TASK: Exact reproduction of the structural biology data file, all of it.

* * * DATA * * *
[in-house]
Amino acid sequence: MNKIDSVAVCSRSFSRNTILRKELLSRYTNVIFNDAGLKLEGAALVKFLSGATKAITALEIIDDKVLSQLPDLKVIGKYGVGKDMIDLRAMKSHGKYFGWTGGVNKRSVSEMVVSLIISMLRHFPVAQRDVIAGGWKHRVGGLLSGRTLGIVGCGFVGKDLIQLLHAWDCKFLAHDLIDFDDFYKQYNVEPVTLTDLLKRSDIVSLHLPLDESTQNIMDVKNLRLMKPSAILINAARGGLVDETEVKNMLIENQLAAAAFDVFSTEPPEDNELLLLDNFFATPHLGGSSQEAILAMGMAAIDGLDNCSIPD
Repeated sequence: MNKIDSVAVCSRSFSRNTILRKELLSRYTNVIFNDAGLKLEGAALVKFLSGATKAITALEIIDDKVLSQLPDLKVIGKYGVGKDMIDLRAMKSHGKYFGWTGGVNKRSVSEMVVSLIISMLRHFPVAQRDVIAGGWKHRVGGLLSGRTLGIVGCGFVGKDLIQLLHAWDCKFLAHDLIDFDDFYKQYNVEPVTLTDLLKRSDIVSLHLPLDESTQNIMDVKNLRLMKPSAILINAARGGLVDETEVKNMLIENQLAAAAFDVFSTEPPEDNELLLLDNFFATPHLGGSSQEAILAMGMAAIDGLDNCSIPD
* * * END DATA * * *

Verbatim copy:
[in-house]
Amino acid sequence: MNKIDSVAVCSRSFSRNTILRKELLSRYTNVIFNDAGLKLEGAALVKFLSGATKAITALEIIDDKVLSQLPDLKVIGKYGVGKDMIDLRAMKSHGKYFGWTGGVNKRSVSEMVVSLIISMLRHFPVAQRDVIAGGWKHRVGGLLSGRTLGIVGCGFVGKDLIQLLHAWDCKFLAHDLIDFDDFYKQYNVEPVTLTDLLKRSDIVSLHLPLDESTQNIMDVKNLRLMKPSAILINAARGGLVDETEVKNMLIENQLAAAAFDVFSTEPPEDNELLLLDNFFATPHLGGSSQEAILAMGMAAIDGLDNCSIPD
Repeated sequence: MNKIDSVAVCSRSFSRNTILRKELLSRYTNVIFNDAGLKLEGAALVKFLSGATKAITALEIIDDKVLSQLPDLKVIGKYGVGKDMIDLRAMKSHGKYFGWTGGVNKRSVSEMVVSLIISMLRHFPVAQRDVIAGGWKHRVGGLLSGRTLGIVGCGFVGKDLIQLLHAWDCKFLAHDLIDFDDFYKQYNVEPVTLTDLLKRSDIVSLHLPLDESTQNIMDVKNLRLMKPSAILINAARGGLVDETEVKNMLIENQLAAAAFDVFSTEPPEDNELLLLDNFFATPHLGGSSQEAILAMGMAAIDGLDNCSIPD